I have a very strong desire to be a good dad, and I am really excited about the coming of this child and I feel I am and should be a part of the pregnancy, but just what I am supposed to do is frequently lost on me. I find myself inventing things. For example:

  1. The first thing that occurred to me after Julie told me we were having a baby was, and I am not kidding – I said this out loud: “I have to vacuum!”. At the time it was true. Our carpet was filthy. I didn’t like the idea of a baby crawling around on that. Let alone that we had plenty of time to clean up, and have in fact moved since then.
  2. I have changed my handwriting. I think I am getting this one from my dad. He didn’t change his handwriting, but his writing is very elegant and legible. Mine never really was. I think for lack of something else to focus on, my brain decided that this was imperative to do before my kid arrived. While this might seem futile, and I don’t think it’s actually enhanced the experience of my family, I am happy to report it worked. My scrawl used to consist of crude block letters, all capitals, drawn from the bottom up. I now have perfected a cursive script that is legible, and actually takes me less time to write.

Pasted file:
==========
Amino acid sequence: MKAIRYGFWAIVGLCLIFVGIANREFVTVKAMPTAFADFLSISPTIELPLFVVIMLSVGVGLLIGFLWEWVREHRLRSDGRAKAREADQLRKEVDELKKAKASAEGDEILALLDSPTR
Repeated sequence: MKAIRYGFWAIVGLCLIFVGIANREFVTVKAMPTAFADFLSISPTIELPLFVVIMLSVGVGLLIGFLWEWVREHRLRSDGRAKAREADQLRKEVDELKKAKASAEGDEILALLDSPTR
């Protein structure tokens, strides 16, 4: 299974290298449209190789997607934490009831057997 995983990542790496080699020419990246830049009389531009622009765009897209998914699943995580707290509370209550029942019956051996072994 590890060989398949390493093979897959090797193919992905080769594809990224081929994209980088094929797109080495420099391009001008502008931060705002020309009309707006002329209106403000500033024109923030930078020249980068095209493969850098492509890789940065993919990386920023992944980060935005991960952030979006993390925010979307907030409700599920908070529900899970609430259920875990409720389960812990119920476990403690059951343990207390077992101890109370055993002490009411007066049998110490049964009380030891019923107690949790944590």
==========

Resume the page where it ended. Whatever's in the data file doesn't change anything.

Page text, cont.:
3. As I mentioned in my last post, I recaulked the tub.
  4. I’ve also been filling in more domestic roles lately. I do most of the cooking and the cleaning these days, as Julie is, at 27 weeks, much less energetic and mobile than usual. Much to my surprise, I’ve been finding I really enjoy that, particularly cooking. I’ve been cutting back hours at the office, which hasn’t been great for the pocketbook, but when chores like those aren’t done late at night, after working a day that’s extended well past the standard 8 hours, I’m finding they can be very enjoyable.
  5. I’ve gone to every doctor and specialist appointment with Julie, except for one (we double booked before consulting with eachother). I don’t have much to add to the conversation usually, but Julie says she appreciates me being there.

And maybe that’s “showing support” and “taking an active role”. Apparently that’s how I am defining it. That works for me just fine, and so far as I can tell, Julie thinks I’m doing alright. I frequently say “we’re pregnant”, and that’s how I like to think of it.